[ Back to EurekAlert! ] Public release date: 20-Feb-2005
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Contact: Monte Basgall
monte.basgall@duke.edu
919-681-8057
Duke University

El Nino forecasting could aid fisheries management, disease control, marine species protection

WASHINGTON, D.C. -- Although predicting el Nino events months before they begin has become a major success story in climate prediction, a Duke University oceanographer who did early research in the field believes more could be done with the computer and satellite technology underlying these advances.

Richard Barber, who is Harvey W. Smith Professor of Biological Oceanography at Duke's Nicholas School of the Environment and Earth Sciences, will outline additional uses of el Nino forecasting at an 8:30 a.m. Feb. 20 symposium during the American Association for the Advancement of Science's 2005 annual meeting in Washington, D.C.

The additional uses he will discuss include managing fisheries, controlling outbreaks of tropical disease and protecting marine mammals and other ocean species.

That symposium will be held in the Palladian Room on the lobby level of the Omni Shoreham Hotel.

El Nino gets its name from periodic changes in ocean currents that disrupt anchovy fishing off Peru around Christmastime. This worldwide alteration of the normal monsoon cycle changes wind and ocean temperature patterns in ways that lead to flooding in parts of the Americas, droughts in Australia , Southeast Asia and parts of Africa, and a tempering of the North Atlantic hurricane season.

Barber was part of an early multidisciplinary research effort called Coastal Upwelling Ecosystems Analysis that in 1971 began using scientific modeling to analyze the biological and physical changes behind what is more properly called the El Nino Southern Oscillation (ENSO).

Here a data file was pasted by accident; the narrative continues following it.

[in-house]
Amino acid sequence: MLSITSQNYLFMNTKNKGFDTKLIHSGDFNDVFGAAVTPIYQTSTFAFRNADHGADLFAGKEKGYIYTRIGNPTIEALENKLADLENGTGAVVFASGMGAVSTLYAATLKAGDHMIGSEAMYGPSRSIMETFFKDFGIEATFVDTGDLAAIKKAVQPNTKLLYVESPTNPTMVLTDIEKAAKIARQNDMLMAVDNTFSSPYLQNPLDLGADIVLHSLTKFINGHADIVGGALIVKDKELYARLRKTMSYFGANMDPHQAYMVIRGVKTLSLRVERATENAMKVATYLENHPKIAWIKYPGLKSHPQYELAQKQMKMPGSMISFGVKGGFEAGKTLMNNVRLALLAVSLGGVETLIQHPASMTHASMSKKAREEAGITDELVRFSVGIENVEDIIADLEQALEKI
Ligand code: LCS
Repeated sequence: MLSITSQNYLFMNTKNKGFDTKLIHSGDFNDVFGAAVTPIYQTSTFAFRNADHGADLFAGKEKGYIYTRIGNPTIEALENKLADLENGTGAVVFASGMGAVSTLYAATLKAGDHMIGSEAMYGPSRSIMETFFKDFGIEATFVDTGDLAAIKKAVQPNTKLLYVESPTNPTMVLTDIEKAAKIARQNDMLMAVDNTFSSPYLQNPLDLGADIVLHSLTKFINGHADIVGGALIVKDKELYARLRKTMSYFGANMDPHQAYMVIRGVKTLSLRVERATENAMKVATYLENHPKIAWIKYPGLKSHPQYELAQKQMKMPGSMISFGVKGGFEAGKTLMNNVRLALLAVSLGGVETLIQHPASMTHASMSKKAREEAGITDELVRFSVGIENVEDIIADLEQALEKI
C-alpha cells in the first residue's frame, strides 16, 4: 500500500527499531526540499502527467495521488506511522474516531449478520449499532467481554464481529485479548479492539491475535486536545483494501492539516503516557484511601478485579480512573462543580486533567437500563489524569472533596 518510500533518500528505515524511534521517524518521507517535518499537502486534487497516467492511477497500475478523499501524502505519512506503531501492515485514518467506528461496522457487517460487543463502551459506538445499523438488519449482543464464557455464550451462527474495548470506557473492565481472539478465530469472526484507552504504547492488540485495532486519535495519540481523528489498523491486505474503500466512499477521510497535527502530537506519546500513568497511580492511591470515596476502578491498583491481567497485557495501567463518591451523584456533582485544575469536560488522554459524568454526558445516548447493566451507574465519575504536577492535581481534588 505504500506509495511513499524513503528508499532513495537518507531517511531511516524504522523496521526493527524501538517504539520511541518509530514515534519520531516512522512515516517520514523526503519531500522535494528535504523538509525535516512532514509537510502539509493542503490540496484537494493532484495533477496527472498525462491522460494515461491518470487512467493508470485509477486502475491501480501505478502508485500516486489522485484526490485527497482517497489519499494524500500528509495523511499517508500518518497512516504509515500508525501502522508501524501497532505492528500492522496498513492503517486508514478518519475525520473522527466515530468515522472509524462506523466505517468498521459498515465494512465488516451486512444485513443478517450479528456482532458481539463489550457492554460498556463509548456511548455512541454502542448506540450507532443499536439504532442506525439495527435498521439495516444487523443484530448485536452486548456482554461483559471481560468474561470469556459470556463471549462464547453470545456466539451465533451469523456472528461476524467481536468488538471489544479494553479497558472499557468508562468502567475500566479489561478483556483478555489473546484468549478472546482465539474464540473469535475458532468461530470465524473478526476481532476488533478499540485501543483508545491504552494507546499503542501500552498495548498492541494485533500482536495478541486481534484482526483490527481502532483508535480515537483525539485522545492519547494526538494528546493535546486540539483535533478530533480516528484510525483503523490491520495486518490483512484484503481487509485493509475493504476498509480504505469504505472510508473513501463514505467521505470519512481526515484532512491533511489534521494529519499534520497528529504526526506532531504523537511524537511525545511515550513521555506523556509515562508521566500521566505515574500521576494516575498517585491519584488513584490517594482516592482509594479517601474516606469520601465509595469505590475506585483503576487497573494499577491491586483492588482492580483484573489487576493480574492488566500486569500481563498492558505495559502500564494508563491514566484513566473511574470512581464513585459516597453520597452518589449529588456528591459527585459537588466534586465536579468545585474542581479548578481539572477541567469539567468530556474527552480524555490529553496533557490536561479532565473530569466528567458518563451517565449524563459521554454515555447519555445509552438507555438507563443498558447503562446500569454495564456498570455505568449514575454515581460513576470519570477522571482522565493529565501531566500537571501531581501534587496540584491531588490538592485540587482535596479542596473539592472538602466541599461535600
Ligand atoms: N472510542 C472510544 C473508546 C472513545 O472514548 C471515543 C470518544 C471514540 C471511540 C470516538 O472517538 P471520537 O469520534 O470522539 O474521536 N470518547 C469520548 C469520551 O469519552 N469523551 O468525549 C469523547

However, it took more than a decade, after 1983, before advances in supercomputing power and satellite technology allowed ENSO forecasting to "become one of the greatest success stories in American science," Barber said in an interview.

"With a small number of sensors we can now forecast what is going to happen with an ENSO nine months in advance with a great degree of certainty," he said. "However, we may not have a good idea about how strong the ENSO is going to be until six months before.

"These forecasts are now used and watched by politicians and bankers and commodity traders and all kinds of other people," Barber added. But he contends that the predictive powers of ENSO forecasting are still not being harnessed in three important areas.

For one, these reliable early alerts could be used to better manage high yield fisheries that are subject to "boom and bust" cycles -- such as those for anchovies, sardines and mackerel, he said.

ENSO forecasting could also be used to better control outbreaks of tropical diseases such as mosquito-caused malaria, he added. "It is possible to give the World Health Organization a nine-month, if not a 12-month, forecast of where excess rains are going to be in the tropics so they can pre-deploy their resources."

Finally, scientists could use the latest technological tools to assess how ENSO-caused changes in the dynamics of the oceans are likely to relocate nutrient-rich feeding zones where over-exploited or threatened marine mammals, fish and turtles are most apt to congregate.

Regulators could then prejudge where existing fishing grounds should be closed, and whether fishermen could be productively directed to alternatives sites, Barber suggested. And naval ships planning sonar exercises could avoid maneuvering in range of vulnerable marine mammals.

Barber's talk will be delivered at a symposium entitled "Biological Perturbations in the Melting World's Oceans: Impacts of Climate Change." However he says the periodic alterations of weather patterns during ENSO events actually "fit in with climate variability, not with climate change."

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